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Too Big For Execution?

How big is too big for an execution? A federal court in Ohio must decide that question.

According to the Huffington Post, Ronald Post’s execution is set for January 16, 2013 for the 1983 shooting death of Helen Vantz, but at 480 pounds Post worries his weight could lead to a “torturous and lingering death.”

Post’s Caseexecution

Post is currently in a Northern Ohio prison where he has served nearly 30 years. Post blames his obesity on his knee and back problems making it hard for him to exercise while imprisoned. Post says he received a denial on his request to receive gastric bypass surgery and is currently unable to walk to due to a risk of falling. In addition, Post blames severe depression for contributing to his inability to control his food intake.

Post tried to lose weight while at the Mansfield Correctional Institution by using “that prison’s exercise bike until it broke under his weight,” according to the court filing.

Ronald Post believes his severe obesity will make it hard to execute him stating his weight, vein access, scar tissue and other medical problems may lead to severe complications during his execution. In addition, lawyers stated in federal documents, Post might be too big for the execution gurney to hold him.

Post’s lawyers stated in court papers, “Indeed, given his unique physical and medical condition there is a substantial risk that any attempt to execute him will result in serious physical and psychological pain to him, as well as an execution involving torturous and lingering death.”

The state of Ohio is set to execute Post using a single dose of pentobarbital, usually inserted through the arm. Post believes inserting the dose into his arm may be hard because in the past, medical personnel have had a hard time inserting IVs into Post’s arms. In one instance, medical personnel needed three attempts to insert an IV into Post’s left arm, state Post’s lawyers.

Post’s case is currently pending, and the Ohio prison department had no comment on the pending litigation.

Similar Cases

Ronald Post is not the first person to raise the issue of how big is too big to be executed.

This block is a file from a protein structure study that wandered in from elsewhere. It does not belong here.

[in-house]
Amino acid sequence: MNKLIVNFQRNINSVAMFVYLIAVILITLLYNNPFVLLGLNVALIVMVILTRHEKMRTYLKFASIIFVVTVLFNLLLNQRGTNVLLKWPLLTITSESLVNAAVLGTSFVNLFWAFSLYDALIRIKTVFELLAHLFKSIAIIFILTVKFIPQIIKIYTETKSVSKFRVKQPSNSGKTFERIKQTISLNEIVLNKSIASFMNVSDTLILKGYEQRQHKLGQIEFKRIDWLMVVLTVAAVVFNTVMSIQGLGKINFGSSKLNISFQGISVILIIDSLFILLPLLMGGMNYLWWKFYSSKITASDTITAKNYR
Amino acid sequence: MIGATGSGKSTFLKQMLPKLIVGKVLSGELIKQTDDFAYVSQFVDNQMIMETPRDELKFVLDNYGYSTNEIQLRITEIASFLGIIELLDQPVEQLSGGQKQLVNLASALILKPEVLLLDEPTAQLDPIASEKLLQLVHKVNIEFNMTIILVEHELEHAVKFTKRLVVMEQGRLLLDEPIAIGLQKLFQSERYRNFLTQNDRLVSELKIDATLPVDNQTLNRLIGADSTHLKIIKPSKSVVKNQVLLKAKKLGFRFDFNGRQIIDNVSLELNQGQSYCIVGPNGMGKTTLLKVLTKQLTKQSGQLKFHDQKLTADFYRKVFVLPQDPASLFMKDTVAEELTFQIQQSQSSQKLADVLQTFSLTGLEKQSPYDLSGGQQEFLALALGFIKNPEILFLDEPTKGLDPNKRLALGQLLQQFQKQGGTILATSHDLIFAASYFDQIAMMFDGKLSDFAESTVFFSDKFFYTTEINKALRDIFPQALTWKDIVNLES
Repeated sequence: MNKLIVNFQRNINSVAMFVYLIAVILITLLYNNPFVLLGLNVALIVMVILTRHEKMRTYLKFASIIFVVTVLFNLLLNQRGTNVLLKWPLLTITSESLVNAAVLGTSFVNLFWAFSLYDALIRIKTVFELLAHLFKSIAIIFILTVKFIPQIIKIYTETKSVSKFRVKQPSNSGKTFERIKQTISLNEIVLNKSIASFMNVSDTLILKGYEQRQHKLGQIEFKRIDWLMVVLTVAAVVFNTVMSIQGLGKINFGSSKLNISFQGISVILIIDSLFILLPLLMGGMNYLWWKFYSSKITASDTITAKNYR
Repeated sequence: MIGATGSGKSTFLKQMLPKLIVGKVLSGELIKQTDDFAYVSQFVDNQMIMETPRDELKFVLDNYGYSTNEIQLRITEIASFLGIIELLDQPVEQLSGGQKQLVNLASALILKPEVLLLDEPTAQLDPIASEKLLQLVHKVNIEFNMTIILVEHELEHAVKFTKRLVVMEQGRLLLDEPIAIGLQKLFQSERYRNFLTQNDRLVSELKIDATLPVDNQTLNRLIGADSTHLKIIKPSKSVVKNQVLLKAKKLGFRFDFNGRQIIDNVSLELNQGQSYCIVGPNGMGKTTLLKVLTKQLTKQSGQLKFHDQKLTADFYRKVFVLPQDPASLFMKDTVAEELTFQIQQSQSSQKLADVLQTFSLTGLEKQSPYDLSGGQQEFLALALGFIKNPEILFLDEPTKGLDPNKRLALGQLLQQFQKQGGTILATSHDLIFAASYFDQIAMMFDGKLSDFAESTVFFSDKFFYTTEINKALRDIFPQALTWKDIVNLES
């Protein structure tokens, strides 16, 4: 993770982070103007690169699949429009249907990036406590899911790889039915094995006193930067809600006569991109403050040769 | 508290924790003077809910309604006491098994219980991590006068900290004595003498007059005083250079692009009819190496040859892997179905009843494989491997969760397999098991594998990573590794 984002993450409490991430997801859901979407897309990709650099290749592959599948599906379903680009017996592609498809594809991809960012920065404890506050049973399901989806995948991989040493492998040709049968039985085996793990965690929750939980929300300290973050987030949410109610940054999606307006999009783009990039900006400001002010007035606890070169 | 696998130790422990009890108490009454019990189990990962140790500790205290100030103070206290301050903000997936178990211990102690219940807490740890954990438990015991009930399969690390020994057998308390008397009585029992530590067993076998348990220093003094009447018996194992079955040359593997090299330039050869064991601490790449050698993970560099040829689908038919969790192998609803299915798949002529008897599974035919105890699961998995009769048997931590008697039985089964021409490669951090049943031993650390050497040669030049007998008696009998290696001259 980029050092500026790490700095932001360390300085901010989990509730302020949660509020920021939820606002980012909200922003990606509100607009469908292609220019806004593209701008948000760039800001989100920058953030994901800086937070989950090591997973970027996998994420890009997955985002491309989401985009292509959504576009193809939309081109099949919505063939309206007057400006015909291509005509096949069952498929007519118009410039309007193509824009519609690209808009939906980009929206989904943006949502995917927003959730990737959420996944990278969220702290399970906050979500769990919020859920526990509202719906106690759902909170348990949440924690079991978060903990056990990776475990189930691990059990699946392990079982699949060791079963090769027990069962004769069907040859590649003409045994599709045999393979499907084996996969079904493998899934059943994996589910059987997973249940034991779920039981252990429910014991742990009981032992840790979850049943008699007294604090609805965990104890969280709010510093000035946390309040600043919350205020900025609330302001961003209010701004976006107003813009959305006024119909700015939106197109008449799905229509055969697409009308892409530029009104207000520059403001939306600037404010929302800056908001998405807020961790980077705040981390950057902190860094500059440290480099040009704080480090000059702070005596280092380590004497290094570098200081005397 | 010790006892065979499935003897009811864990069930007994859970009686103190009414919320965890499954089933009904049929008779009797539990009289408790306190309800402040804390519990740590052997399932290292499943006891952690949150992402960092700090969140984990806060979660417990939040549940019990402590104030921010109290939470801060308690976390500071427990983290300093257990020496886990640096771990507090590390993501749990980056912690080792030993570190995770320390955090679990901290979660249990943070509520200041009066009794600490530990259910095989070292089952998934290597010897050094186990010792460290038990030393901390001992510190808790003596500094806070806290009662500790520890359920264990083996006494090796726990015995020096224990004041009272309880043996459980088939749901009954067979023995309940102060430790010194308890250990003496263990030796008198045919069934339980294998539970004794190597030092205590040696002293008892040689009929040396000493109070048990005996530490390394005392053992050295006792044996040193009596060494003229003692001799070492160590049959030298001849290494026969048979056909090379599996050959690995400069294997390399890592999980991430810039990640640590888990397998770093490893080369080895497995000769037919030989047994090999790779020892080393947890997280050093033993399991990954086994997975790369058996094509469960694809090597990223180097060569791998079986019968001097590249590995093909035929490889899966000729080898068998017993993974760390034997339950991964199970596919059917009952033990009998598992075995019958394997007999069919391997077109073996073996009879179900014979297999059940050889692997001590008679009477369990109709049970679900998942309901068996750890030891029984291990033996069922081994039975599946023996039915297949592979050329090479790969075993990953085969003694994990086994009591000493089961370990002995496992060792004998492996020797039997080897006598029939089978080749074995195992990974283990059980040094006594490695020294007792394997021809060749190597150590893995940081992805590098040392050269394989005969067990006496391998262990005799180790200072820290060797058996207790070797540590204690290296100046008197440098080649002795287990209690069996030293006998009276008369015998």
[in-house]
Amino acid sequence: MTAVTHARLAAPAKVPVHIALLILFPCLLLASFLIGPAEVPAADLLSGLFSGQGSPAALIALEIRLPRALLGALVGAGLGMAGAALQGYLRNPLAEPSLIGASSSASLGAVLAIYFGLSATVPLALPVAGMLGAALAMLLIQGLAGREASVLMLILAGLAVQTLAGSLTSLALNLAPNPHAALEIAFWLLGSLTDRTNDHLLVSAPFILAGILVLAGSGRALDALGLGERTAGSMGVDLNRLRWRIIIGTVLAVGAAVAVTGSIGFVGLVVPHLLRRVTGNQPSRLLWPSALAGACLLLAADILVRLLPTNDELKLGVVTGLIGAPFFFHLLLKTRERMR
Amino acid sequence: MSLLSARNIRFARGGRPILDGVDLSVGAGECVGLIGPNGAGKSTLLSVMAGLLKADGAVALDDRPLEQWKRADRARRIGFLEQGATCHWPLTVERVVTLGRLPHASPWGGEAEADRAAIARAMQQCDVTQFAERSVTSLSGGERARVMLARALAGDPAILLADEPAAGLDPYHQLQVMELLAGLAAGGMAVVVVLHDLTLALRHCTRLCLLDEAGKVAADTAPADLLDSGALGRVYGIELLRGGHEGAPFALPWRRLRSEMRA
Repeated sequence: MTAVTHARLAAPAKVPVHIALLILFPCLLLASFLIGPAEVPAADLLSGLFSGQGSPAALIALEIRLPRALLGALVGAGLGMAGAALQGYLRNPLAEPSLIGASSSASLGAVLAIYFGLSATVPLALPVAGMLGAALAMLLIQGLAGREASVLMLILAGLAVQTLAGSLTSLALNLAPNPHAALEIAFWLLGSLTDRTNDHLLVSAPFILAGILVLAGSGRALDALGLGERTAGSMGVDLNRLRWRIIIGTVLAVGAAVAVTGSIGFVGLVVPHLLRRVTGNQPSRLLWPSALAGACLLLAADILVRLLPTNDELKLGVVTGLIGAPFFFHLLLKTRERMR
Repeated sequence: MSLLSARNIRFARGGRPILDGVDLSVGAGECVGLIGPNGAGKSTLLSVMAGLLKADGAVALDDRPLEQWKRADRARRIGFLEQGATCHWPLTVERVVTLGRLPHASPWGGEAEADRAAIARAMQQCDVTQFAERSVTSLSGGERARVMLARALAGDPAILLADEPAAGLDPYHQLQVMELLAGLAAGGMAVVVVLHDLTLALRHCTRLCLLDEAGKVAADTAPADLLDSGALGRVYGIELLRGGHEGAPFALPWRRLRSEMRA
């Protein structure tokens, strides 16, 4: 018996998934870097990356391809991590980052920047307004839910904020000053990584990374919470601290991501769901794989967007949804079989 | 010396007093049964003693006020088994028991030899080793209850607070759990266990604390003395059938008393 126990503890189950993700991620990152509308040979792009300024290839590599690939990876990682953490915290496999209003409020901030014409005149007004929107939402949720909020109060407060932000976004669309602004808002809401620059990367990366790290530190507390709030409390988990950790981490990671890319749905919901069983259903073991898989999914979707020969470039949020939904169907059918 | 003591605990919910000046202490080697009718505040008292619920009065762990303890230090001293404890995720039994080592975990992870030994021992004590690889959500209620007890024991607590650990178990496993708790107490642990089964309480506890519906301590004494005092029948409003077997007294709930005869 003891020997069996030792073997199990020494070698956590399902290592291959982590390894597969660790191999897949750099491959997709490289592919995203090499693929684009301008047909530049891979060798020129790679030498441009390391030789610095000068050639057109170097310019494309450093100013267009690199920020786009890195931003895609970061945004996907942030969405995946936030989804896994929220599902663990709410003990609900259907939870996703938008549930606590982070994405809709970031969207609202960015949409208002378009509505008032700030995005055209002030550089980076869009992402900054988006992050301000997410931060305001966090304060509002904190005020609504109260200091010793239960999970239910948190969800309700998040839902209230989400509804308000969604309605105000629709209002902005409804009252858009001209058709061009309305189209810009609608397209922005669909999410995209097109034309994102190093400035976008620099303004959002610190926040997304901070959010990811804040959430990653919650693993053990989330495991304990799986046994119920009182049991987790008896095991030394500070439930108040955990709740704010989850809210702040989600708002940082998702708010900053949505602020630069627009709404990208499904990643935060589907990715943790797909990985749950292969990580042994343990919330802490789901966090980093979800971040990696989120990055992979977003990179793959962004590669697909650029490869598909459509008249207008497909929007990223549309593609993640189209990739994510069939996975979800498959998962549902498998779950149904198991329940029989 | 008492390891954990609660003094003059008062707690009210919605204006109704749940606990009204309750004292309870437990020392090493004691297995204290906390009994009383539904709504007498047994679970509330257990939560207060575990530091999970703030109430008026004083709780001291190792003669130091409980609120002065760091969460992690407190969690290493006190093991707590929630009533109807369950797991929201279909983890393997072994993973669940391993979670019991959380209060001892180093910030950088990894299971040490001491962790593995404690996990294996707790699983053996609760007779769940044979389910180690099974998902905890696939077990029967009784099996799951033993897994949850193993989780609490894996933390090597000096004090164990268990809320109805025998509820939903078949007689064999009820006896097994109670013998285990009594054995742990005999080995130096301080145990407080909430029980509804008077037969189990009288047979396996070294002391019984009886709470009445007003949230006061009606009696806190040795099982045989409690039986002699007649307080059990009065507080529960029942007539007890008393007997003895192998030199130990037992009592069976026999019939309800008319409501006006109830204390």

Similar cases include:

  • In 2008, Richard Cooey, convicted of double homicide, argued that at 267 pounds he was too big to receive a lethal injection. Cooey argued that the execution team would have a hard time finding a viable vein. Cooey’s argument was rejected and he was eventually executed on October 14, 2008.
  • In 2007, Ohio executioners took two hours to insert IVs into, 265 pound, Christopher Newton. Following the execution a prison spokewoman said Newton’s size was the issue.
  • In 1994, a Washington federal judge ruled Mitchell Rupe, at 400 pounds, was too big to be hanged. The judge stated the hanging would leave Rupe at risk for decapitation and constitute cruel and unusual punishment. Rupe eventually died in 2006 while serving a life sentence in prison.

South Carolina Criminal Defense Lawyers

The Strom Law Firm represents individuals in South Carolina and Georgia facing criminal charges. We represent cases in both state and federal court. Whether you are facing misdemeanor or felony charges, we can help you. Do not wait until the verdict is in. Call the Strom Law Firm today or fill out a free web form to see how we can help you. 803.252.4800.

About Pete Strom

Defending criminal charges including drug crimes, DUI, CDV, mail fraud, wire fraud, bank fraud, computer crimes, money laundering, and juvenile crimes, Pete also handles Federal and State investigations. Representing individuals in Civil Matters including Class Actions, Personal Injury, Qui Tam Actions, Defective Products, Nursing Home Neglect, and Professional Licensing Defense cases. Joseph Preston “Pete” Strom, Jr., the managing partner at Strom Law Firm, L.L.C., has been fighting for justice since 1984.

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